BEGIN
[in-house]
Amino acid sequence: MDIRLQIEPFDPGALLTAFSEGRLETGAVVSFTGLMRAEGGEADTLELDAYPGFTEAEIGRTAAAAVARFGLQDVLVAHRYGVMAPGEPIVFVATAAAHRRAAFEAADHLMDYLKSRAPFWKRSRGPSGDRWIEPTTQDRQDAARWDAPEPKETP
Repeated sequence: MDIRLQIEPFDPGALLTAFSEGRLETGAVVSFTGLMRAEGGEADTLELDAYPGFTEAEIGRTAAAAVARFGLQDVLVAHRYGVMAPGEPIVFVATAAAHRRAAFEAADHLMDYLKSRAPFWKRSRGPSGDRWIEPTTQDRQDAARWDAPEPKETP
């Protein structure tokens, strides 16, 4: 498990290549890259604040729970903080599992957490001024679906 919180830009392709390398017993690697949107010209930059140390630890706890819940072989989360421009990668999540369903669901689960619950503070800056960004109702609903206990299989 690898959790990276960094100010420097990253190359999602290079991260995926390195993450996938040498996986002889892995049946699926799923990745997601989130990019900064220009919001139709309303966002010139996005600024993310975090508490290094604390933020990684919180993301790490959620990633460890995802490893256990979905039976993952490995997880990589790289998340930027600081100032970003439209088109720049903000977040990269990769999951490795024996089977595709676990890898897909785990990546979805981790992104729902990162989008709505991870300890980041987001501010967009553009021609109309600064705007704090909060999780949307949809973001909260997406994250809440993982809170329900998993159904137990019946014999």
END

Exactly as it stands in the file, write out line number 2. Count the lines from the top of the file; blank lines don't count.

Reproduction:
Amino acid sequence: MDIRLQIEPFDPGALLTAFSEGRLETGAVVSFTGLMRAEGGEADTLELDAYPGFTEAEIGRTAAAAVARFGLQDVLVAHRYGVMAPGEPIVFVATAAAHRRAAFEAADHLMDYLKSRAPFWKRSRGPSGDRWIEPTTQDRQDAARWDAPEPKETP